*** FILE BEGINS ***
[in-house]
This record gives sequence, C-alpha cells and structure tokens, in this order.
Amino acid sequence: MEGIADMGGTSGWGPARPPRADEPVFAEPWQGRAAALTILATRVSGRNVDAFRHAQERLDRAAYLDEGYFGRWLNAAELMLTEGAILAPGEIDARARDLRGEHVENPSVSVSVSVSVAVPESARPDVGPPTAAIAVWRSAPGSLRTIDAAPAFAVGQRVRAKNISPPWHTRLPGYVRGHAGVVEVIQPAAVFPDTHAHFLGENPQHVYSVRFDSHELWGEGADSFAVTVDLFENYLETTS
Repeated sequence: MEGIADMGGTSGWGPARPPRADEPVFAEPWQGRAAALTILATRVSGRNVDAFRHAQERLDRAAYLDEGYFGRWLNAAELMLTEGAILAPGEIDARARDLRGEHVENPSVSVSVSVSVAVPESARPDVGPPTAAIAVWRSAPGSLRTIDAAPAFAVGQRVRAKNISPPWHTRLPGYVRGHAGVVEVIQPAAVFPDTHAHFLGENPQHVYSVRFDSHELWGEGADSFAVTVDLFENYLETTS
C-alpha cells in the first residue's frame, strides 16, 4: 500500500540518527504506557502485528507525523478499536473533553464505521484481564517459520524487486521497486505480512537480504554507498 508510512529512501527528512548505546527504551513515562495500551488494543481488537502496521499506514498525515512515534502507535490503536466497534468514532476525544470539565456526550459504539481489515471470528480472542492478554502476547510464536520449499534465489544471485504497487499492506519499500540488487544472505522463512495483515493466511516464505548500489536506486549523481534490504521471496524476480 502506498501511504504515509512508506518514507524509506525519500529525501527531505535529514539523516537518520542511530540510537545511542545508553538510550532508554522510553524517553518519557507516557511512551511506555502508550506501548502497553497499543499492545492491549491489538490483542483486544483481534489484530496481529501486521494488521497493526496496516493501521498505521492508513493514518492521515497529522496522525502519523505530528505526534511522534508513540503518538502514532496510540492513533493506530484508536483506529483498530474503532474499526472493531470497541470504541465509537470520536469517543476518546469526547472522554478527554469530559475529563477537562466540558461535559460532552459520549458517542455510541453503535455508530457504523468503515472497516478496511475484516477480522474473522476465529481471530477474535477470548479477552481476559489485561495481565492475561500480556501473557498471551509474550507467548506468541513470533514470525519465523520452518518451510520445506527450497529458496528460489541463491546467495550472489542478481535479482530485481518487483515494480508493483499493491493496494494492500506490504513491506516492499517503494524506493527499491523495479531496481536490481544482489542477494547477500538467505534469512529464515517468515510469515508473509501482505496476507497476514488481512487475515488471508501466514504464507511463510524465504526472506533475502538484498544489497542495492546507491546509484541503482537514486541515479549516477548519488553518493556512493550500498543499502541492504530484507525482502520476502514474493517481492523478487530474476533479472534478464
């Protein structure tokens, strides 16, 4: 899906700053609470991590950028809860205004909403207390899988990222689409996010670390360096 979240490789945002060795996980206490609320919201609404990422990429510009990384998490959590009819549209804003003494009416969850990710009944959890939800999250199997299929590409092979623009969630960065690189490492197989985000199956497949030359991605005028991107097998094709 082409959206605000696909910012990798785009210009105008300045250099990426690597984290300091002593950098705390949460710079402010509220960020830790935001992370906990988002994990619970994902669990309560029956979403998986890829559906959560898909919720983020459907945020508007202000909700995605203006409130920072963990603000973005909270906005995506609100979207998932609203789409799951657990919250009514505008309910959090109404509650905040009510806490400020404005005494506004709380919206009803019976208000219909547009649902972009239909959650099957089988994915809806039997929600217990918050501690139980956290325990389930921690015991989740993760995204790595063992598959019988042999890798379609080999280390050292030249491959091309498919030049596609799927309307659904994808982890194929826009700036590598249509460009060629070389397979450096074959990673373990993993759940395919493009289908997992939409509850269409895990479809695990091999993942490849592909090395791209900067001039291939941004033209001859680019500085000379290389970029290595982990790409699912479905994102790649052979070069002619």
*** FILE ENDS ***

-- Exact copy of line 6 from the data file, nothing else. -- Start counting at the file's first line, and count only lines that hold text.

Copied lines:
């Protein structure tokens, strides 16, 4: 899906700053609470991590950028809860205004909403207390899988990222689409996010670390360096 979240490789945002060795996980206490609320919201609404990422990429510009990384998490959590009819549209804003003494009416969850990710009944959890939800999250199997299929590409092979623009969630960065690189490492197989985000199956497949030359991605005028991107097998094709 082409959206605000696909910012990798785009210009105008300045250099990426690597984290300091002593950098705390949460710079402010509220960020830790935001992370906990988002994990619970994902669990309560029956979403998986890829559906959560898909919720983020459907945020508007202000909700995605203006409130920072963990603000973005909270906005995506609100979207998932609203789409799951657990919250009514505008309910959090109404509650905040009510806490400020404005005494506004709380919206009803019976208000219909547009649902972009239909959650099957089988994915809806039997929600217990918050501690139980956290325990389930921690015991989740993760995204790595063992598959019988042999890798379609080999280390050292030249491959091309498919030049596609799927309307659904994808982890194929826009700036590598249509460009060629070389397979450096074959990673373990993993759940395919493009289908997992939409509850269409895990479809695990091999993942490849592909090395791209900067001039291939941004033209001859680019500085000379290389970029290595982990790409699912479905994102790649052979070069002619």